While potentially great in theory, so called “alternative educational systems” or “learning centers” are a travesty and fail to educate those who are most in need of education. Before continuing however, I think it’s necessary to distinguish between learning centers for at risk children, and learning centers for rich white kids who “don’t like the classroom”. The former, that is different methods of schooling or learning centers for at risk youth, are very successful at educating specific groups of people. The latter however, those that are designed for students who just want to get out of school, have created a new breed of people: the slacktivist.
You see, active learning is replaced with pseudo-intellectual circle jerks. Critical thinking is replaced with mindless regurgitation of teacher’s political views. And courses on activism and government engagement consist of, and I quote a friend who goes to a “learning center”, lessons saying “if you bitch and whine enough, you’ll get what you want”.
Specifically, in my own home town of Columbus, Ohio, there is something called Mosaic, a learning center that describes itself as a school that “challenges students to become analytic thinkers, effective communicators, successful collaborators, and responsible citizens”. Sounds good in theory, right? But in practice, it fails miserably for a few reasons.
First, the kids it draws ensures its own failure. While Mosaic is described as a radical new approach to learning for students who are, among other things, “[i]ntellectually curious, creative, or unique” it doesn’t actually draw people who want to learn in a different setting, it draws people who simply want to duck out of class. So they may be unique and creative, but they have no will to learn. It get’s worse than that though. For the students it attracts are not your typical “thugs” who skip school, rather they are the faux artist burnouts who, when not getting high, sit in circles and isolate themselves from the real world. These faux artist burnouts are so prevalent within the program that you have students holding “wine parties” in basements acting mature, holding group meetings where at least someone is intoxicated (in terms of extra-curriculars, sometimes the adviser), and I know of one instance of a student snorting cocaine in the bathroom at the center and then proceeded to drive home while high.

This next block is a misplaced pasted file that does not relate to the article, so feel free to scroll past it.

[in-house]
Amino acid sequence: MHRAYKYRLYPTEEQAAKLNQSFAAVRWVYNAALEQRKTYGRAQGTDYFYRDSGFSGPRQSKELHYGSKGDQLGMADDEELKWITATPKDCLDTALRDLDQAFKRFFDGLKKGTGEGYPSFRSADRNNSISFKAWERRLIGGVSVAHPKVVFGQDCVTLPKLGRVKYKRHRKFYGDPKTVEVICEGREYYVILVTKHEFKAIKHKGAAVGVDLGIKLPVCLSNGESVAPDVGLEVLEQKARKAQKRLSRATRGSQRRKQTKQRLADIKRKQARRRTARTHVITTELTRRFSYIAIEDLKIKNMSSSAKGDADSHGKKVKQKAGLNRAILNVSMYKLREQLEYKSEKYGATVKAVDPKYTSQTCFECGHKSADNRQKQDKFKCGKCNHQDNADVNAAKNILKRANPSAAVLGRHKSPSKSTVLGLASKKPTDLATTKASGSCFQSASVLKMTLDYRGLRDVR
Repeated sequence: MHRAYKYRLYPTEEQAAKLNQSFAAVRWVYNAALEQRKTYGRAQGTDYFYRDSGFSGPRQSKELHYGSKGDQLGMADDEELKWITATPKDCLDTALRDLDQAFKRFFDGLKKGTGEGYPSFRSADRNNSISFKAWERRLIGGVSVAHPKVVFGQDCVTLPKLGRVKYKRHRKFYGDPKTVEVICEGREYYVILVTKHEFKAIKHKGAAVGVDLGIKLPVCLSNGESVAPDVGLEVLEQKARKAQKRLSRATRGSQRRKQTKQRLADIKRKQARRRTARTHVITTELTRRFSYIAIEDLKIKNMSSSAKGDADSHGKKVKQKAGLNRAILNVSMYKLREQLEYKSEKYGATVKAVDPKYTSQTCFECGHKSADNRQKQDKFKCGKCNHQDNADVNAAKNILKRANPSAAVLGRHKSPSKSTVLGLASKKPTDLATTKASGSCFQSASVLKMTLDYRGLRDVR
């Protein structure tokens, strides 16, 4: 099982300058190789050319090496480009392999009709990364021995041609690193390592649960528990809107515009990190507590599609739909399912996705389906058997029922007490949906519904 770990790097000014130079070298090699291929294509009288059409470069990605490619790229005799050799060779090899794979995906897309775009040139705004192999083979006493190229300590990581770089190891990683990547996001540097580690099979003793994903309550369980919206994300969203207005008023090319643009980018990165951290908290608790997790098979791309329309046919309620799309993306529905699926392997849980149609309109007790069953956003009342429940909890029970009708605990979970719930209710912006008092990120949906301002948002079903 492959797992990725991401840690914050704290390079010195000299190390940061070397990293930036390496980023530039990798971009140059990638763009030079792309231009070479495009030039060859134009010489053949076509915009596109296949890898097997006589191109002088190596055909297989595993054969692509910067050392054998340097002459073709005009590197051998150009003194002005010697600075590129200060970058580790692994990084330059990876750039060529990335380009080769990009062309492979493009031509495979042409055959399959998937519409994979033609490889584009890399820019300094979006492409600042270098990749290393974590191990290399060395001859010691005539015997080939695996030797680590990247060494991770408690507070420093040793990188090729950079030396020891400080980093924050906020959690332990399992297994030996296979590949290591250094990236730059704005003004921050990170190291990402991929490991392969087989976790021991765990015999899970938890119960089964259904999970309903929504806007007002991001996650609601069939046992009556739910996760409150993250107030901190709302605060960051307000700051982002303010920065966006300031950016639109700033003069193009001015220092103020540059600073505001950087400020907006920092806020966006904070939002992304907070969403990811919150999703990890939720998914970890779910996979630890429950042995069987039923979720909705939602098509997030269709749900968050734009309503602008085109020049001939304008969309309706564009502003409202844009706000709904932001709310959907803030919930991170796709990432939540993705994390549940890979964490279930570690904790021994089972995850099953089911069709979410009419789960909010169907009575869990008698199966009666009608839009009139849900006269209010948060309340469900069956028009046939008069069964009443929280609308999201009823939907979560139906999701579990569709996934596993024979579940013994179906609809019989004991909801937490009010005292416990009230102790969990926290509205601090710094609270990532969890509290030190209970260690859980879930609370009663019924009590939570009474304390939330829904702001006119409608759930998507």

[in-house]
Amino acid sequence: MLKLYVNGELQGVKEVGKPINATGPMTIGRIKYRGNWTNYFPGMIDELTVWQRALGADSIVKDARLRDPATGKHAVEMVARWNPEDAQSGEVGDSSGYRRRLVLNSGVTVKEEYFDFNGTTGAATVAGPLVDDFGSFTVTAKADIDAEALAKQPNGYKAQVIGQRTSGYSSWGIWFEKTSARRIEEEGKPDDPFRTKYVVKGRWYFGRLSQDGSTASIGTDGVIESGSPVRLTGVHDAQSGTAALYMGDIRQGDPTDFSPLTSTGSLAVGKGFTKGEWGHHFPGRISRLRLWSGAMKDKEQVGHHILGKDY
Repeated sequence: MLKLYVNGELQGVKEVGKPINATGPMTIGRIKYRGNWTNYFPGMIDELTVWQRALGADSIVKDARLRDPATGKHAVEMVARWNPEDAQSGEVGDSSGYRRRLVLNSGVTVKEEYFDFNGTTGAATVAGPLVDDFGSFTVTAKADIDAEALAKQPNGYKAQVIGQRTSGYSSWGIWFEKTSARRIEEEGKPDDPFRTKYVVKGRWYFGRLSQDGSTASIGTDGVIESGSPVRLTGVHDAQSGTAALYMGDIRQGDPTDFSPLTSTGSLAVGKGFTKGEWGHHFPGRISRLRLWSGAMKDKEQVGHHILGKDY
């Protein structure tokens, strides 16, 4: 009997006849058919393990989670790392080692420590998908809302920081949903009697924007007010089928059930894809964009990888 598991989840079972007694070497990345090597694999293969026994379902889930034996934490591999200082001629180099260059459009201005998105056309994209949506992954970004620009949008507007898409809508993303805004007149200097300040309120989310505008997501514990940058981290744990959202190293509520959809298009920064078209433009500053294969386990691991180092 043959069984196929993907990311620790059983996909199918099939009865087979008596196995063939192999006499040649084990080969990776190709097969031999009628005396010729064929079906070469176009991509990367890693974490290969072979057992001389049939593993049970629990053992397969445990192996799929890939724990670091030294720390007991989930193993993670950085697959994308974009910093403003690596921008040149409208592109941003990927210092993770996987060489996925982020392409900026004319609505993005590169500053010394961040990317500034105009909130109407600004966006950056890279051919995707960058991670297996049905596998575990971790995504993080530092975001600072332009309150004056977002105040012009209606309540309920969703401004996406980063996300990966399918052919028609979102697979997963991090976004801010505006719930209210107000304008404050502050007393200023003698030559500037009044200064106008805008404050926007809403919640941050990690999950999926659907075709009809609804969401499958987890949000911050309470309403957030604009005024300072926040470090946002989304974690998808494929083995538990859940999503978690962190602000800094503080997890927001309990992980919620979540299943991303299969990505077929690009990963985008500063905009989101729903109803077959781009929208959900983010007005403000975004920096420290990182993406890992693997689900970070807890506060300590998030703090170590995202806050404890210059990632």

When students like this are clumped together, not only is no work done, but the students that actually came in hopes of a better education are either suckered in to partaking in vices or are deprived of the hope for a better education.
Second, the education that occurs destroys critical thinking and promotes only surface level knowledge. While Mosaic is touted as the forum for critical thinking, when that is put to the test, the results are stunning. The lessons that are actually “taught” are conducted on single issue topics with no discussion of any alternative. For example, in discussions of social justice, they will have a speaker come in and talk about “white privilege” without discussing ways to break down the supposed privilege, alternative explanations for the impacts of “white privilege”, or even asking the students to think for themselves on the issue. This model of objective learning – that is, “this is a fact and you can’t argue” – works in subjects such as math or science, but when it comes to the humanities, it’s doomed to failure. Specifically in the context of Mosaic, there is a phenomena which a student there calls “Mosaic argumentation”. “Mosaic argumentation” is when topics are discussed but if one asks a deeper question other than “what is X?”, a form of cognitive dissonance kicks in and the person talking about “X” bumbles around without actually saying much of anything because the only model of thinking they know is surface level regurgitation and can’t break out of that.